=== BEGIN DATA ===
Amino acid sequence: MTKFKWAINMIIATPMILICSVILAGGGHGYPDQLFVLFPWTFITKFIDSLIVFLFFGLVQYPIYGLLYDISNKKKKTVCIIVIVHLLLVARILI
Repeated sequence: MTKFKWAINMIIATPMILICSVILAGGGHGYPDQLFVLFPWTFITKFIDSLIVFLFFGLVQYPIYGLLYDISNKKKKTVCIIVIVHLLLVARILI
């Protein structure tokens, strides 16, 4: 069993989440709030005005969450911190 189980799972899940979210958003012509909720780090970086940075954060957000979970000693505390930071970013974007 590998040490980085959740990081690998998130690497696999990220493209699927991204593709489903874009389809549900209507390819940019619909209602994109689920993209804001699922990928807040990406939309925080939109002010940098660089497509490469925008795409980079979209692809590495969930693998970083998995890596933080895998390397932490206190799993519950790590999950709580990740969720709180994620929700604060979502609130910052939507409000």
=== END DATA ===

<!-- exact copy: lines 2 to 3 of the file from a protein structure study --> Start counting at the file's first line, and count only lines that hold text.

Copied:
Repeated sequence: MTKFKWAINMIIATPMILICSVILAGGGHGYPDQLFVLFPWTFITKFIDSLIVFLFFGLVQYPIYGLLYDISNKKKKTVCIIVIVHLLLVARILI
């Protein structure tokens, strides 16, 4: 069993989440709030005005969450911190 189980799972899940979210958003012509909720780090970086940075954060957000979970000693505390930071970013974007 590998040490980085959740990081690998998130690497696999990220493209699927991204593709489903874009389809549900209507390819940019619909209602994109689920993209804001699922990928807040990406939309925080939109002010940098660089497509490469925008795409980079979209692809590495969930693998970083998995890596933080895998390397932490206190799993519950790590999950709580990740969720709180994620929700604060979502609130910052939507409000």